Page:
We compare the Hanbury Brown-Twiss (HBT) and the thermal light ghost imaging schemes in both near and far fields. Both effects arise as a result of the intensity fluctuations of the thermal light and we find that the essential physics behind the two effects is the same. The difference however is that, in the ghost imaging, large number of bits information of an object needs to be treated together, whereas, in the HBT, there is only one bit information required to be obtained. In the HBT experiment far field is used for the purpose of easy detection, while in the ghost image experiment near (or not far) field is used for good quality image.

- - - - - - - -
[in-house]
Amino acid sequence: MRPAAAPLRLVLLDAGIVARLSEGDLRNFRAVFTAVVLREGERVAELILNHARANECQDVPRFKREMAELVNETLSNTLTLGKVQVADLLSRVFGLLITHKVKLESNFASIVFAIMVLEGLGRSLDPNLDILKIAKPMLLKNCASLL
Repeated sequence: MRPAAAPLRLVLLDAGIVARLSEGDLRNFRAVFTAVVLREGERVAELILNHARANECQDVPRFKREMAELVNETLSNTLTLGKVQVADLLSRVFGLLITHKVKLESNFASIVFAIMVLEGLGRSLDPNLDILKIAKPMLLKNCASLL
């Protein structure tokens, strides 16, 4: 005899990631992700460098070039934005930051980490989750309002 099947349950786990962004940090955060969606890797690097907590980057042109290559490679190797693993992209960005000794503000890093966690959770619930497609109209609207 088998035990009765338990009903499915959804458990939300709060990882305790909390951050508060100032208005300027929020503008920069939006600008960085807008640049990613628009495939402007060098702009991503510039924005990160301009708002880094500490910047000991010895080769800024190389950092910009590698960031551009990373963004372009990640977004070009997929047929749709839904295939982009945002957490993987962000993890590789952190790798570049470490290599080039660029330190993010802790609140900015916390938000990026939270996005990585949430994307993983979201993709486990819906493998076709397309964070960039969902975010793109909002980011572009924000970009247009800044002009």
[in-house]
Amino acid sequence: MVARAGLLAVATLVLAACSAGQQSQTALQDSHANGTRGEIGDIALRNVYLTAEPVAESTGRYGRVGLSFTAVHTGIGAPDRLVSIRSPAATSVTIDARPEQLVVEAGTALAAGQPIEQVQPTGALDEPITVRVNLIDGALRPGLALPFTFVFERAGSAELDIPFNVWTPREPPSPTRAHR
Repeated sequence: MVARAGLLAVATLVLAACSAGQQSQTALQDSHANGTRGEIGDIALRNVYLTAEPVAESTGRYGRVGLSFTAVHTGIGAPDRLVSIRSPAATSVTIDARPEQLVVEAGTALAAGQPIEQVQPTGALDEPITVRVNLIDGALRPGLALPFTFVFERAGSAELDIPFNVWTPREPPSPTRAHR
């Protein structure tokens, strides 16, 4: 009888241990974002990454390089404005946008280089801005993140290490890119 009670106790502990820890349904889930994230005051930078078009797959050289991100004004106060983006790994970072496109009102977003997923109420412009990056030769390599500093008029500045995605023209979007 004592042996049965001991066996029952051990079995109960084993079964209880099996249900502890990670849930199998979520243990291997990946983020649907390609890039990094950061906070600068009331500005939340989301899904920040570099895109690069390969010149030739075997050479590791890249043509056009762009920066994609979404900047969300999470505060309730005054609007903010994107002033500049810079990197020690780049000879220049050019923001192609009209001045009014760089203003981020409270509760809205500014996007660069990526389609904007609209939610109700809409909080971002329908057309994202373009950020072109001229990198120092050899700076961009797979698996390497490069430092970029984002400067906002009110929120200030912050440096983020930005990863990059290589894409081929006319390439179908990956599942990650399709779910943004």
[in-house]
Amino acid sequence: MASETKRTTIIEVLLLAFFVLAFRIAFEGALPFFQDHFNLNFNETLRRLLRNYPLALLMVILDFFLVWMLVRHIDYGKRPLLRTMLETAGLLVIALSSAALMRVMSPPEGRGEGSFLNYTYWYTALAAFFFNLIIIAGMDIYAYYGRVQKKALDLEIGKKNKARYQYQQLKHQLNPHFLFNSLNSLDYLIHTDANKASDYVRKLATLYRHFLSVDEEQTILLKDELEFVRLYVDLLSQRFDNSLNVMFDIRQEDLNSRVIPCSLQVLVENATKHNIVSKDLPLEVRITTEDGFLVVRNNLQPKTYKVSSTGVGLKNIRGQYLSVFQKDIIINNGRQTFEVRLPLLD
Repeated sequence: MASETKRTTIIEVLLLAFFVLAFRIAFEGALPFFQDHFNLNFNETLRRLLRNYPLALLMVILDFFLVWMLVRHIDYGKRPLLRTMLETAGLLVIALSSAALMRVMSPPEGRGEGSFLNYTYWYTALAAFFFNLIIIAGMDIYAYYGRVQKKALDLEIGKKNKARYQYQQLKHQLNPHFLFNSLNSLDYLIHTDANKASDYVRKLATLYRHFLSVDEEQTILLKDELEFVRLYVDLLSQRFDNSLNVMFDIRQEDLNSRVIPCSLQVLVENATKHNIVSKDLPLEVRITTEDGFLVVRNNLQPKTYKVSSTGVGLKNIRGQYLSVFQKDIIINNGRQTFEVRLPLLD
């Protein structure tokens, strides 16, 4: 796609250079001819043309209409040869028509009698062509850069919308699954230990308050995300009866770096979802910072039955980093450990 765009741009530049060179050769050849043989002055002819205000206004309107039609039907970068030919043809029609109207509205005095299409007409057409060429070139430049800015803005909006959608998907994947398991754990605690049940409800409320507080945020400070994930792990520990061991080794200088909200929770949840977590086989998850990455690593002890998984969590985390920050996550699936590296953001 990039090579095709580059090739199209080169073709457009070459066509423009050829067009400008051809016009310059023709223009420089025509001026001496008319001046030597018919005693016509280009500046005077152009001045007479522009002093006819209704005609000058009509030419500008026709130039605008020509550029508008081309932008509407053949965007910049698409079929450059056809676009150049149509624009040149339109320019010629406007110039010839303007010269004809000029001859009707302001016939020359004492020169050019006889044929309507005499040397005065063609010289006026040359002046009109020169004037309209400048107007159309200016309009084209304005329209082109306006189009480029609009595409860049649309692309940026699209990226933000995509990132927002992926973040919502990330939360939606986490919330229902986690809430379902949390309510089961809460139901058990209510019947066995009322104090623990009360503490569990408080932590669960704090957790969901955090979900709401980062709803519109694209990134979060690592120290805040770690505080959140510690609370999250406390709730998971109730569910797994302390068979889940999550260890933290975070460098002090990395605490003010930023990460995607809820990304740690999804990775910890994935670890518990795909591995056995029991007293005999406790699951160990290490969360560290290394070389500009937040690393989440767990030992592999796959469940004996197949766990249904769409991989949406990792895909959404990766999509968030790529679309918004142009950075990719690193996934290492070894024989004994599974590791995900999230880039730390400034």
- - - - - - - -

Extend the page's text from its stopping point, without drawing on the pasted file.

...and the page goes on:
|Journal||Physical Review A - Atomic, Molecular, and Optical Physics|
|Publication status||Published - 3 Mar 2009|
Scopus Subject Areas
- Atomic and Molecular Physics, and Optics